Now there’s a new Lyme vaccine that might come to market. Can you walk us through why this one might be different from previous attempts?
Let me give you a little bit of background on how LYMErix worked. It was a really interesting and unique mechanism. You get the vaccine, and you develop antibodies to a particular protein on the surface of the bacteria called ospA. When a tick bites you, it takes in blood from your body and with that blood is these antibodies to ospA. Then, the antibodies basically kill the bacterium inside the tick, so you’re never getting the bacteria at all.
When LYMErix was on the market, there was a concern among some vaccine recipients that targeting the ospA protein was what led to side effects like achiness and arthritis. No research ever linked them. How does the new vaccine get around that problem?
They have just removed that particular chunk of ospA from their vaccine. The other main difference is it targets, I think, six different strains of Borrelia, not just the one that LYMErix was targeting.
This is in a Stage Three clinical trial. Pfizer and Valneva recently said they want to submit their data to regulators by 2025. What do you think it would mean to have a Lyme vaccine on the market in a few years?
It would be great. This is a big public health problem these days. I know a lot of parents are really worried about sending their kids out into the wild unprotected from Lyme disease.
Cases of Lyme disease have increased significantly since the era of LYMErix. In 2021, there were about 35,000 confirmed cases, double that of the 1998 caseload. But since so many cases of Lyme go undetected, the real number could be more like 300,000. But I wonder what kind of environment a Lyme vaccine would be moving into. Are there things that make you think that a new Lyme vaccine might have a better path to the market than the ones did 20 some odd years ago?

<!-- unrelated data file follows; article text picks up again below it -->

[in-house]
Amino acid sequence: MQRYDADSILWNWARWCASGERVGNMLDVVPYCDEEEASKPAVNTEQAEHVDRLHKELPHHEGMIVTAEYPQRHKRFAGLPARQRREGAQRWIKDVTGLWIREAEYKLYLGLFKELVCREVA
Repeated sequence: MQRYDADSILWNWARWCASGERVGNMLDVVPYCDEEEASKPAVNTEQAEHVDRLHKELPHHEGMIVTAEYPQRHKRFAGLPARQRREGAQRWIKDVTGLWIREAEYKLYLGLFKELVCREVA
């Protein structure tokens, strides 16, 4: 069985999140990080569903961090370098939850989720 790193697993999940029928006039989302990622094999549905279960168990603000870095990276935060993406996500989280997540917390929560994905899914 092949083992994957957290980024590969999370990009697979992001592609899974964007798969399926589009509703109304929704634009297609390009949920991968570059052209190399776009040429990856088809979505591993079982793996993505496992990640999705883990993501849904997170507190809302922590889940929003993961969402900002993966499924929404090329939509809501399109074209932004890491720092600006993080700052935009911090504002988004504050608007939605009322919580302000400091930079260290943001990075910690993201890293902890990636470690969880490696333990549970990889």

I have mixed feelings. I feel like in some ways, Lyme disease is a bigger problem now than it was, which bodes well for a Lyme vaccine being used. Also, I feel like the anti-vax movement is stronger than it was back then.
It’s still not clear if the hangover from the LYMErix saga would make today’s patients more or less likely to want a vaccine.
There are a lot of Lyme disease advocates, and you would think that they would be on the side of vaccination, but I don’t feel like that’s necessarily the case.
“Chronic Lyme” is a hotly debated issue. Researchers tend to view it as sort of a post-Lyme infection syndrome, and there’s some debate about what chronic Lyme is and how it should be treated. There’s a lot of advocacy that has built up around chronic Lyme. I think some people in the chronic Lyme community—and it’s not a monolith, they don’t all think the same thing—but I think some people would be skeptical about a new vaccine and worried that the question of the side effects of LYMErix never got adequately resolved. There was never a satisfying conclusion into what was going on in those people that were reporting arthritis and other symptoms after vaccination.
A new Lyme vaccine would obviously be entering into a very different landscape. Is it just that Lyme has gotten more widespread? How has that environment changed?
Part of it is just the spread of the disease out of the East Coast. Part of it is definitely climate change. The ticks are very sensitive to temperature and there is this thought that they’re going to be able to spread northward as the winters get milder up north. They’re already in Wisconsin, Minnesota, but North Dakota, northern Minnesota, Canada, those are places where ticks and Lyme disease could become prevalent. Part of it is just land use changes. Deer are implicated in all of this because they are a big source of food for ticks. Where there’s a lot of deer, there tend to be a lot of ticks and deer are dependent on land use changes. They like that sort of marginal forest bordering on open landscape. It’s all a bunch of complex answers about how we use the land and how the land is changing and how the climate is changing and how different species are adapting to that climate change.